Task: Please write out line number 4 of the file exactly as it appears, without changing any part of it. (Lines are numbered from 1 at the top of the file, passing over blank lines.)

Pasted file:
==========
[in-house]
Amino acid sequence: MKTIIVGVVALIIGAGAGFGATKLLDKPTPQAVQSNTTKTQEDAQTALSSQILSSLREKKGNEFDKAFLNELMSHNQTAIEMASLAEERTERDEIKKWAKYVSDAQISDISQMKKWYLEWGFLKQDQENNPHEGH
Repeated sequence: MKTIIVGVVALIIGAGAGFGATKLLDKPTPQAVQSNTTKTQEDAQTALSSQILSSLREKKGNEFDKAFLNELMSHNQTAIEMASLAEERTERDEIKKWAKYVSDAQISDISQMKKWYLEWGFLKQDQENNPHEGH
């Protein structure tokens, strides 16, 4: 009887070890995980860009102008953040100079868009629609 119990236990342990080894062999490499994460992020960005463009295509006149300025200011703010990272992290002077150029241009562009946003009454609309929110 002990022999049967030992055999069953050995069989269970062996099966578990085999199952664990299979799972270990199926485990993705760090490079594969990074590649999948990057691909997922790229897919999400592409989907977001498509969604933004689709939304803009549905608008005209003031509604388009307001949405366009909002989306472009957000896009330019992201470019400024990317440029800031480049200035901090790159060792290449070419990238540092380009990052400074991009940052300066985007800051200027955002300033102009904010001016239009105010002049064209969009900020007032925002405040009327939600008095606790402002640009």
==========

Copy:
């Protein structure tokens, strides 16, 4: 009887070890995980860009102008953040100079868009629609 119990236990342990080894062999490499994460992020960005463009295509006149300025200011703010990272992290002077150029241009562009946003009454609309929110 002990022999049967030992055999069953050995069989269970062996099966578990085999199952664990299979799972270990199926485990993705760090490079594969990074590649999948990057691909997922790229897919999400592409989907977001498509969604933004689709939304803009549905608008005209003031509604388009307001949405366009909002989306472009957000896009330019992201470019400024990317440029800031480049200035901090790159060792290449070419990238540092380009990052400074991009940052300066985007800051200027955002300033102009904010001016239009105010002049064209969009900020007032925002405040009327939600008095606790402002640009």